Speaking for my hon. and right hon. Friends on this side of the Committee, I cannot express satisfaction that this community should have been so divided, and I should like to express our regret that such should be the case. I will conclude my reference to the problem of the Punjab by wishing the boundary commission the wisdom which I hope it may have, and by wishing this area of Pakistan, which will amount to some 25 million inhabitants in the North-Western area, the happiest possible future. I trust that in this new period these portions of the Punjab will find in their future something of the glory and of the stability which the old Punjab found in the past. I hope that we may look to the name "Punjab," whether it be West or East, for something of the tradition which has been so intimately connected with this area and which we so bitterly regret in the passing of the Bill.

I wish to associate myself with what my right hon. Friend has just said, about the splitting up of the Punjab. The matters which we are discussing on this Clause make even more clear the immense difficulties which will lie before those who are concerned with this division, whether military or civil. The division of the Punjab, which has had a long and glorious history in war and in peace, requires that the British Government should assure to the Sikh community that that division is brought about with the greatest possible regret and at the request of the Indian people as a whole. Secondly, the Government should ask the Boundary Commission to make the best possible arrangements for the Sikhs that they possibly can. It is clear that no actual division of the ground will ever solve the Sikh problem unless there is a united Punjab. As we are not to have a united Punjab, the Sikh really finds himself sold in every direction. The Sikhs are a martial race with a very great record. They are not likely to take things too calmly when things do not go the way they have had reason to think they would go. I hope that the Government will make it clear that they wish the very best possible to be done for the Sikhs and that they regret that the division should be necessary.

In two or three sentences wish to endorse the point of view which has been expressed by my right hon. Friend the Member for Saffron Walden (Mr. R. A. Butler). I cannot speak as he did, as an old Punjabi and son of a distinguished member of the Civil Service, but I can look back to the history of the Punjab for the last 50 years When first I knew the Punjab, it was a backward province with a poor and congested agricultural population. Then the engineers got to work and by the mercy of Providence those who were digging the Chenab Canal were forgotten for eight or 10 years and so they could carry on the work without obstruction. They laid out the irrigation system with such skill and so transformed that Province, that today the cultivator who secures a holding in one of the canal colonies has relatively made a fortune. All this progress has been built up under a unified administration. The irrigation starts on the Upper Jhelum in the North and the waters go down to the Lower Bari Doab in the South. The Punjab has an electrical grid as large as the grid for the whole of Great Britain, which is supplied by the works on the Uhl River on the outskirts of the Kangra Valley. Moreover, under the Act of 1919 under the leadership of Sir Fasli Hussain and under the Act of 1935 and the United Party that province has made these very rapid strides.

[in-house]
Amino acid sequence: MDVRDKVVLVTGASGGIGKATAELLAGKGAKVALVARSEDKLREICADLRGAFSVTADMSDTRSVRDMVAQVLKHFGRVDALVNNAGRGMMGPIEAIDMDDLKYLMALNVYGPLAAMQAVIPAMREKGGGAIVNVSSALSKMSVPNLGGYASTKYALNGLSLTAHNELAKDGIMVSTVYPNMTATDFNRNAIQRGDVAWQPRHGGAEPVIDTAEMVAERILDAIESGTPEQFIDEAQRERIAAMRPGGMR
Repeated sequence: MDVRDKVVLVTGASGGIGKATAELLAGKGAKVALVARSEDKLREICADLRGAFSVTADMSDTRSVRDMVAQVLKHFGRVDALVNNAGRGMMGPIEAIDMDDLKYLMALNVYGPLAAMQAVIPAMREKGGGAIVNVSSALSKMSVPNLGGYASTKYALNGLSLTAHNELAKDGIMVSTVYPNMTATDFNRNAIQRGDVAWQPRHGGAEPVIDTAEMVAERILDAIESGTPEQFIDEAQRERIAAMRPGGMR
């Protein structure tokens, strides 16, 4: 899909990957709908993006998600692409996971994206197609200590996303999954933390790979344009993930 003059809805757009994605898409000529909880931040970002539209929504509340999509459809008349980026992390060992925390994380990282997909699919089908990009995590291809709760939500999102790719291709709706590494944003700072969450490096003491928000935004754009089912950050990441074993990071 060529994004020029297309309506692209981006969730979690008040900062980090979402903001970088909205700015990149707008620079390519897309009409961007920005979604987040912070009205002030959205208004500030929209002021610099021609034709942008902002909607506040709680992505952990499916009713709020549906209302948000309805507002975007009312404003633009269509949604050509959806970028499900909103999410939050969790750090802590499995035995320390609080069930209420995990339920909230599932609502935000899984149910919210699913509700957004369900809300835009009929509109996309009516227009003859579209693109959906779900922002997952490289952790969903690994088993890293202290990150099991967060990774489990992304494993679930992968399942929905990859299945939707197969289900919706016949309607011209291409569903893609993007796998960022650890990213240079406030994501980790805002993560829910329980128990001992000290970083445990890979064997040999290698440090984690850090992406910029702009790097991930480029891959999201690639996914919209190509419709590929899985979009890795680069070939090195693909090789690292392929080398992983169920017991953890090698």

It would be true to say that relatively more progress has been made in the Punjab than in any other part of India, and the Punjabis—Sikhs, Muslims Jats and others—have penetrated to every part of India by virtue of their strength of character, their virility and their energy. The majority of the early recruits in the Royal Indian Navy were Punjabi Mussulmans coming from families who had never seen the sea. It is with bitter regret that we have to accept partition now. We accept it with feelings of intense sympathy towards those who have to carry on the work. Although our task is ended, and influence has passed to other hands, all will hope that if humanly possible the progress and the peace of this great province and these very remarkable people, will not be impaired by the imperative necessity of partition.

I hesitate to disagree with my right hon. Friend the Member for Saffron Walden (Mr. R. A. Butler). My experience of the Sikh community is confined to Mesopotamia in the last war and to several clever mechanical engineers of the Sikh community the right hon. Gentleman hoped that separate electorates for the Sikh community would be considered. From my small knowledge of Indian political affairs, separate electorates have been a curse on the efforts towards a united India. I found it was always the most bigoted and most vociferous Muslim who became elected, and it was the same with the Hindus. If they gave way to a second's tolerance for the people who were not voting for them, they would not be elected. I can only say that I hope that these two Dominions will have a complete electorate and not separate electorates in the future

If I thought the division of Bengal was fantastical, I think that the division of the Punjab is nothing less than tragic. It is possible to mourn at great length at this disruption of a noble Province with a noble history. We should remember that the forces of unity and of reunion may be even stronger than the forces of partition which are today in the ascendant. It is a remarkable fact, whether in this country or in other parts of India, a Muslim and a Hindu from the Punjab will cling together and proclaim themselves brother Punjabis much more than they will adhere to their co-religionists from other parts of India. I believe this cannot work. I believe it is, relatively speaking, a short-term problem. I believe that the Punjab—the country of the five rivers, as its name means—will be reunited within a few years. As for our friend the Sikhs, I rather suspect that they can look after themselves and I rather suspect that they will take steps to do so. It is really a waste of time to talk very much on this Bill. I content myself with registering my great sense of tragedy and my hope and belief that a sense of unity and common fortune and common history will once again triumph.

Question put, and agreed to.

Clause, as amended, ordered to stand part of the Bill.